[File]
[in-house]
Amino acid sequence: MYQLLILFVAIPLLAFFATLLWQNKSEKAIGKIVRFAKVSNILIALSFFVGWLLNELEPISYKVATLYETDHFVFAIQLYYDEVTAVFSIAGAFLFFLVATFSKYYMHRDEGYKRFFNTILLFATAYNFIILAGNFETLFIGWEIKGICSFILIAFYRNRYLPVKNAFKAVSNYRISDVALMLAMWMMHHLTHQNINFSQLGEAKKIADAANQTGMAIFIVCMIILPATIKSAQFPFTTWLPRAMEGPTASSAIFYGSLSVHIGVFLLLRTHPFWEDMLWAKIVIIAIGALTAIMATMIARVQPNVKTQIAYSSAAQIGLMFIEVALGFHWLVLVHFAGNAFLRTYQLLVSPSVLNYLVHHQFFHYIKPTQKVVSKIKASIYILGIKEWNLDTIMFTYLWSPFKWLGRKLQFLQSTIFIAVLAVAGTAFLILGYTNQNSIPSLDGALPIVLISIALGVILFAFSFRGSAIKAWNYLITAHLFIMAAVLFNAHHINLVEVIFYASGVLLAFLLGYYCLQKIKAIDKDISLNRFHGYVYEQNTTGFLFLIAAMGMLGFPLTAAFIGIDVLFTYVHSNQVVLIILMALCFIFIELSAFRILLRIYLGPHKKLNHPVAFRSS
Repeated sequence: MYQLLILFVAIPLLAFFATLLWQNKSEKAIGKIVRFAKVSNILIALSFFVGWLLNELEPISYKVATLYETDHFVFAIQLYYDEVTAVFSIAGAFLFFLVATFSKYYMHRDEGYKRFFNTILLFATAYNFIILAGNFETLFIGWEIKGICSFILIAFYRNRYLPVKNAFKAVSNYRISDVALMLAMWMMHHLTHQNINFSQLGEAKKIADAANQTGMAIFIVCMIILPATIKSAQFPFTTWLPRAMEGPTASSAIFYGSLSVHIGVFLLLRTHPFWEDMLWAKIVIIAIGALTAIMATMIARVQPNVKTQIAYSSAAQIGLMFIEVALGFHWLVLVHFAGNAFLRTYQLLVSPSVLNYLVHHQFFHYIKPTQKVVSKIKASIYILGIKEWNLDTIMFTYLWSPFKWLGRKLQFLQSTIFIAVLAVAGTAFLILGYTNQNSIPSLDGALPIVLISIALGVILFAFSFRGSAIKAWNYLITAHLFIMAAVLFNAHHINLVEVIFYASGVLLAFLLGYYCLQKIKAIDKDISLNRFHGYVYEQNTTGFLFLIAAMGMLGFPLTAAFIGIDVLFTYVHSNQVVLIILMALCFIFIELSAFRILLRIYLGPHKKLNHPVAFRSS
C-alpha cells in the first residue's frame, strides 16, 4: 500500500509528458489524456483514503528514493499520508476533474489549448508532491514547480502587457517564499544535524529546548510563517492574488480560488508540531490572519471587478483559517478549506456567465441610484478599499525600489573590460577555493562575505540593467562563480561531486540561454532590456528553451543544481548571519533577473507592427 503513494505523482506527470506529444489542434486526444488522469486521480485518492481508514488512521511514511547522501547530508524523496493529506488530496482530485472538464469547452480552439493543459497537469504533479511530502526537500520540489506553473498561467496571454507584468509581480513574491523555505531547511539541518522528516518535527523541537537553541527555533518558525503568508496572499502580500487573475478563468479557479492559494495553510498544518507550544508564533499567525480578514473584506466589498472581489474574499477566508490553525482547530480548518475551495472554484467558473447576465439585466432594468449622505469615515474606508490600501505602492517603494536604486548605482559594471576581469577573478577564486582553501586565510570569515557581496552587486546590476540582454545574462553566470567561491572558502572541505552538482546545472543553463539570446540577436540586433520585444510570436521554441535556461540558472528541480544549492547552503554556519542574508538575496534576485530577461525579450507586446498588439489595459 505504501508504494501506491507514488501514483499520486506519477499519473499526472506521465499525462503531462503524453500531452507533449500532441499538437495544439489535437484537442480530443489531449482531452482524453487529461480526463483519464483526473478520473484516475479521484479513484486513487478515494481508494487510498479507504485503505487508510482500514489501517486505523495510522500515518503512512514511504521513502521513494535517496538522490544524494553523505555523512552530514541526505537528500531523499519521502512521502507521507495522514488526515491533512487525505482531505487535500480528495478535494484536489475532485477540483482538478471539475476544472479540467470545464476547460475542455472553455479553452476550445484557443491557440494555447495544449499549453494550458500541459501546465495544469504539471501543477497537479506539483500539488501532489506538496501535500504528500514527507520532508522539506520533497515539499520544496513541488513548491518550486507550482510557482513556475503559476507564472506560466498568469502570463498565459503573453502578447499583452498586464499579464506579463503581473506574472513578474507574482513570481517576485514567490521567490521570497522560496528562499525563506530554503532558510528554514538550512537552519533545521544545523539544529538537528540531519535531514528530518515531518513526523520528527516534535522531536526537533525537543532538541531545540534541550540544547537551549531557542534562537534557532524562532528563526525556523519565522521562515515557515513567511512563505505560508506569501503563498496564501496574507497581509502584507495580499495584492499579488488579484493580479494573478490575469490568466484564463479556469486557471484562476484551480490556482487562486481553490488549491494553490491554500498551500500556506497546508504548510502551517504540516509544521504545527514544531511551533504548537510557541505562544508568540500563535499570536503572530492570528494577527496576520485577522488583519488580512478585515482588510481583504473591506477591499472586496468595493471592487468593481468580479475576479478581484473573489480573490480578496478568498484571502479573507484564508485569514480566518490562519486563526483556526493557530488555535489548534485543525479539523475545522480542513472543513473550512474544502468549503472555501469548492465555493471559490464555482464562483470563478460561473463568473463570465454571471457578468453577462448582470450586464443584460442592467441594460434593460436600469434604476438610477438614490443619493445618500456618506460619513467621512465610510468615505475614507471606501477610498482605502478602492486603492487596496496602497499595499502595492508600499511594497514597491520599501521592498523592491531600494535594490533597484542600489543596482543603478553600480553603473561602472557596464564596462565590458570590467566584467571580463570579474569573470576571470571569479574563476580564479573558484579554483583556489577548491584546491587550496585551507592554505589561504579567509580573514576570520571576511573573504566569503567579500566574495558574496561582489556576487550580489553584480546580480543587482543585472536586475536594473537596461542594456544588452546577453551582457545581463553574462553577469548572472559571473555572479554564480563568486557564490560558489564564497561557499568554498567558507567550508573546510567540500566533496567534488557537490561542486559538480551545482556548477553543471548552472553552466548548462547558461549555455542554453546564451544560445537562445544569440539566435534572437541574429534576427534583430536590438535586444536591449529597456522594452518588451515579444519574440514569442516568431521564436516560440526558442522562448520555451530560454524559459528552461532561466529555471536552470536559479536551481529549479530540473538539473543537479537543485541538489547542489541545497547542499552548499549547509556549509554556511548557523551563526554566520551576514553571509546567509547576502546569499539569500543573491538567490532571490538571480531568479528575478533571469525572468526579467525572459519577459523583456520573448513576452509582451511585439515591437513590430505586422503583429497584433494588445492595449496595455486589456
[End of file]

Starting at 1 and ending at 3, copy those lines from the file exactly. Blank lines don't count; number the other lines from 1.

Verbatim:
[in-house]
Amino acid sequence: MYQLLILFVAIPLLAFFATLLWQNKSEKAIGKIVRFAKVSNILIALSFFVGWLLNELEPISYKVATLYETDHFVFAIQLYYDEVTAVFSIAGAFLFFLVATFSKYYMHRDEGYKRFFNTILLFATAYNFIILAGNFETLFIGWEIKGICSFILIAFYRNRYLPVKNAFKAVSNYRISDVALMLAMWMMHHLTHQNINFSQLGEAKKIADAANQTGMAIFIVCMIILPATIKSAQFPFTTWLPRAMEGPTASSAIFYGSLSVHIGVFLLLRTHPFWEDMLWAKIVIIAIGALTAIMATMIARVQPNVKTQIAYSSAAQIGLMFIEVALGFHWLVLVHFAGNAFLRTYQLLVSPSVLNYLVHHQFFHYIKPTQKVVSKIKASIYILGIKEWNLDTIMFTYLWSPFKWLGRKLQFLQSTIFIAVLAVAGTAFLILGYTNQNSIPSLDGALPIVLISIALGVILFAFSFRGSAIKAWNYLITAHLFIMAAVLFNAHHINLVEVIFYASGVLLAFLLGYYCLQKIKAIDKDISLNRFHGYVYEQNTTGFLFLIAAMGMLGFPLTAAFIGIDVLFTYVHSNQVVLIILMALCFIFIELSAFRILLRIYLGPHKKLNHPVAFRSS
Repeated sequence: MYQLLILFVAIPLLAFFATLLWQNKSEKAIGKIVRFAKVSNILIALSFFVGWLLNELEPISYKVATLYETDHFVFAIQLYYDEVTAVFSIAGAFLFFLVATFSKYYMHRDEGYKRFFNTILLFATAYNFIILAGNFETLFIGWEIKGICSFILIAFYRNRYLPVKNAFKAVSNYRISDVALMLAMWMMHHLTHQNINFSQLGEAKKIADAANQTGMAIFIVCMIILPATIKSAQFPFTTWLPRAMEGPTASSAIFYGSLSVHIGVFLLLRTHPFWEDMLWAKIVIIAIGALTAIMATMIARVQPNVKTQIAYSSAAQIGLMFIEVALGFHWLVLVHFAGNAFLRTYQLLVSPSVLNYLVHHQFFHYIKPTQKVVSKIKASIYILGIKEWNLDTIMFTYLWSPFKWLGRKLQFLQSTIFIAVLAVAGTAFLILGYTNQNSIPSLDGALPIVLISIALGVILFAFSFRGSAIKAWNYLITAHLFIMAAVLFNAHHINLVEVIFYASGVLLAFLLGYYCLQKIKAIDKDISLNRFHGYVYEQNTTGFLFLIAAMGMLGFPLTAAFIGIDVLFTYVHSNQVVLIILMALCFIFIELSAFRILLRIYLGPHKKLNHPVAFRSS